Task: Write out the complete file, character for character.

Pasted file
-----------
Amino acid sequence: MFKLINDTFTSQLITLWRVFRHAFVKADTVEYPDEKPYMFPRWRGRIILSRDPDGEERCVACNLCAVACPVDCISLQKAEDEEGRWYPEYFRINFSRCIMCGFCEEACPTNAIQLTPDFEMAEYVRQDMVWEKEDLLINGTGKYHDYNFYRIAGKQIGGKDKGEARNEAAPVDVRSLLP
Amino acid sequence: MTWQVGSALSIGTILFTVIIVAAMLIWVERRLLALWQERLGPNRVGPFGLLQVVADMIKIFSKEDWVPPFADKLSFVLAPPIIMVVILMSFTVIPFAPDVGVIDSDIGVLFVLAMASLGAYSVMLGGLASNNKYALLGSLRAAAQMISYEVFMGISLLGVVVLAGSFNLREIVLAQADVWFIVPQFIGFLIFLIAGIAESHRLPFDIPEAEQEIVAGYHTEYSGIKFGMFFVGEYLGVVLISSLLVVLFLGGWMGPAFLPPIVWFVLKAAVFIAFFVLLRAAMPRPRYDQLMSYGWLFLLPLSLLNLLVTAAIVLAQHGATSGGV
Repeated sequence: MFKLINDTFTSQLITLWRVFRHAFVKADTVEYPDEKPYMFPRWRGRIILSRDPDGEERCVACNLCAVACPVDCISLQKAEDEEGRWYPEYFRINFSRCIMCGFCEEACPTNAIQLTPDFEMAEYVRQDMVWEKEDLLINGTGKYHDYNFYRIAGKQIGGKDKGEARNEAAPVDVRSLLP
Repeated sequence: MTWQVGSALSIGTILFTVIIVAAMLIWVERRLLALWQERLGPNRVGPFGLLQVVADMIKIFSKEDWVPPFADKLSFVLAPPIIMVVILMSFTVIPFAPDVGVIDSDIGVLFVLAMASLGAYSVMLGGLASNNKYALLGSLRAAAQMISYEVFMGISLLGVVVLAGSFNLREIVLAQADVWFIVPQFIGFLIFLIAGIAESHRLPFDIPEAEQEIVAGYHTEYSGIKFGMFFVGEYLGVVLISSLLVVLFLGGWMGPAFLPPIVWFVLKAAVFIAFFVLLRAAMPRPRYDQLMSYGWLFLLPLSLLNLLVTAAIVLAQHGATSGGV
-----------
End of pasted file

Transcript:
Amino acid sequence: MFKLINDTFTSQLITLWRVFRHAFVKADTVEYPDEKPYMFPRWRGRIILSRDPDGEERCVACNLCAVACPVDCISLQKAEDEEGRWYPEYFRINFSRCIMCGFCEEACPTNAIQLTPDFEMAEYVRQDMVWEKEDLLINGTGKYHDYNFYRIAGKQIGGKDKGEARNEAAPVDVRSLLP
Amino acid sequence: MTWQVGSALSIGTILFTVIIVAAMLIWVERRLLALWQERLGPNRVGPFGLLQVVADMIKIFSKEDWVPPFADKLSFVLAPPIIMVVILMSFTVIPFAPDVGVIDSDIGVLFVLAMASLGAYSVMLGGLASNNKYALLGSLRAAAQMISYEVFMGISLLGVVVLAGSFNLREIVLAQADVWFIVPQFIGFLIFLIAGIAESHRLPFDIPEAEQEIVAGYHTEYSGIKFGMFFVGEYLGVVLISSLLVVLFLGGWMGPAFLPPIVWFVLKAAVFIAFFVLLRAAMPRPRYDQLMSYGWLFLLPLSLLNLLVTAAIVLAQHGATSGGV
Repeated sequence: MFKLINDTFTSQLITLWRVFRHAFVKADTVEYPDEKPYMFPRWRGRIILSRDPDGEERCVACNLCAVACPVDCISLQKAEDEEGRWYPEYFRINFSRCIMCGFCEEACPTNAIQLTPDFEMAEYVRQDMVWEKEDLLINGTGKYHDYNFYRIAGKQIGGKDKGEARNEAAPVDVRSLLP
Repeated sequence: MTWQVGSALSIGTILFTVIIVAAMLIWVERRLLALWQERLGPNRVGPFGLLQVVADMIKIFSKEDWVPPFADKLSFVLAPPIIMVVILMSFTVIPFAPDVGVIDSDIGVLFVLAMASLGAYSVMLGGLASNNKYALLGSLRAAAQMISYEVFMGISLLGVVVLAGSFNLREIVLAQADVWFIVPQFIGFLIFLIAGIAESHRLPFDIPEAEQEIVAGYHTEYSGIKFGMFFVGEYLGVVLISSLLVVLFLGGWMGPAFLPPIVWFVLKAAVFIAFFVLLRAAMPRPRYDQLMSYGWLFLLPLSLLNLLVTAAIVLAQHGATSGGV